For profit companies (Industry)

Let’s talk industry - or for profit companies. I’ll start by getting salaries out of the way. By all accounts salaries are better in a company, and job security is also better - if you are based Europe (in the USA it’s a different story).

But salary differences are not what I would like to highlight as the best part of working in a company. The best is that, generally speaking, your expertise and ability to learn is valued, that’s why you were hired after all! You are an expert on something and your opinion counts. In addition, hiring is expensive! Once you are hired, the company wants you to succeed.

Another key difference is that the industry is more results oriented. Whilst in academia there is always something to improve, or another question to answer, in the industry once a project gives a solid good enough outcome it might be enough to call it a success.

Let it go, teamwork and project ownership

Your will work in a team. That can also happen in academia but there teams are generally smaller, maybe the a lead student and a posdoc or technician. In a company you might be in a meeting with a chemist, a couple of software developers, a biologist and another data scientist to discuss the latest results and how a project will progress. An individual will contribute with their specific knowledge to advance the project, but it will also depend on the contributions of many others to get the work done.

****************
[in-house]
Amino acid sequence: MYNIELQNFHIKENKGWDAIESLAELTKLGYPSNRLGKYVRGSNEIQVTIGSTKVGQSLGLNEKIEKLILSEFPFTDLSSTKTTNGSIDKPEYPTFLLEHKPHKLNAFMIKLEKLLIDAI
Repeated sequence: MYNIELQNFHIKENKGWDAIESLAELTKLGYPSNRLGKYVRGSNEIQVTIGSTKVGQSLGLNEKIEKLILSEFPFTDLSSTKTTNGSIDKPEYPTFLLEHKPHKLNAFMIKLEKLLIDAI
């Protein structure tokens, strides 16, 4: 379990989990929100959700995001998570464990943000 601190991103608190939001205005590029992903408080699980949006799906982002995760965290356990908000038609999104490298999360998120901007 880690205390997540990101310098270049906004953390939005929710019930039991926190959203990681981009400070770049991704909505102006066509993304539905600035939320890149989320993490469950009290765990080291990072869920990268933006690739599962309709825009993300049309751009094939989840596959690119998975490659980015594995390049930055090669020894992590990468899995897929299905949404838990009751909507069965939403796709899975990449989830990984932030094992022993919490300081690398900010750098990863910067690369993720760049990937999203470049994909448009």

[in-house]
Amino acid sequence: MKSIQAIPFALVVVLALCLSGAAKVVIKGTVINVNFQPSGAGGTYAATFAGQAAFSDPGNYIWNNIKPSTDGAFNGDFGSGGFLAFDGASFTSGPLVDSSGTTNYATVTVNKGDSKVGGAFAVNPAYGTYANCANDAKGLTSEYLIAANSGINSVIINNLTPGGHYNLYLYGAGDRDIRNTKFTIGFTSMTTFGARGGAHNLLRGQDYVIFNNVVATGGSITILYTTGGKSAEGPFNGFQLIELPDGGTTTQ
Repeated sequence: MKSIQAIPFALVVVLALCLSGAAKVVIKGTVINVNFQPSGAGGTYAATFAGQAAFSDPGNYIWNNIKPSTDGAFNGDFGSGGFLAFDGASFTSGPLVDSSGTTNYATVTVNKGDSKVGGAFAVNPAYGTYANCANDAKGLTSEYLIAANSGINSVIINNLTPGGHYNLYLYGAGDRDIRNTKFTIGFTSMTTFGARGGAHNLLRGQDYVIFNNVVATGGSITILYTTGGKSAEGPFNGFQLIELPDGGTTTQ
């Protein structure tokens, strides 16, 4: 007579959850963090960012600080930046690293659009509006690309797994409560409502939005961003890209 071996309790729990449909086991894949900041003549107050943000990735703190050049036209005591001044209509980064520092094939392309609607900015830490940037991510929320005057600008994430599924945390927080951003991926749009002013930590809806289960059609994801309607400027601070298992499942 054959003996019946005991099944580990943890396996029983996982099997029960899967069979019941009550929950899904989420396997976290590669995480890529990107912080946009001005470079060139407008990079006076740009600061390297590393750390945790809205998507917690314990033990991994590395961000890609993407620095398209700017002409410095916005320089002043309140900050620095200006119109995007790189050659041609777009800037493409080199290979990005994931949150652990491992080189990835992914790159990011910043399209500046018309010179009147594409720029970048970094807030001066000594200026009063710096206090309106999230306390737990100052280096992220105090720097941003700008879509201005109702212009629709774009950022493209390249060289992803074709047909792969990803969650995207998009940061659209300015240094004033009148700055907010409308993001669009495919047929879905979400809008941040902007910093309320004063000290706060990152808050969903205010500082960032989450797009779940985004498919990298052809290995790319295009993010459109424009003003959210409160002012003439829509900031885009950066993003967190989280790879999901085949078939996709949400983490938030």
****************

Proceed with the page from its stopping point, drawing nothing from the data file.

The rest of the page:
As you can imagine there will be a clear project lead, but as the project progresses, for example through the drug discovery pipeline, someone else might take over upon successful completion of a milestone. For instance a cancer biologist might be the best person to develop and hypothesis and design experiments, but once a promising compound is found a chemist is best placed to develop it further, and so on. Or a bioinformatician found the perfect biomarkers, but now it’s up to a wet-lab team, engineers and product team to make a commercial product out of it. Another example is that you developed and prototyped a new algorithm but a software development team will take it on to productionize it. You might still be part of project meetings but your role goes from main lead / developer to consultant.

Crucially, projects are evaluated at regular points, so it should come as no surprise that projects get killed if not progressing as expected (paused, parked, or whatever euphemism you prefer), and it can happen quickly. There are generally pre-defined project milestones, or key experiments, which if they fail to show the expected results means a pause in the project. This is in stark contrast with academia where “let’s do just this one experiment and I am sure we will see a difference” is common place.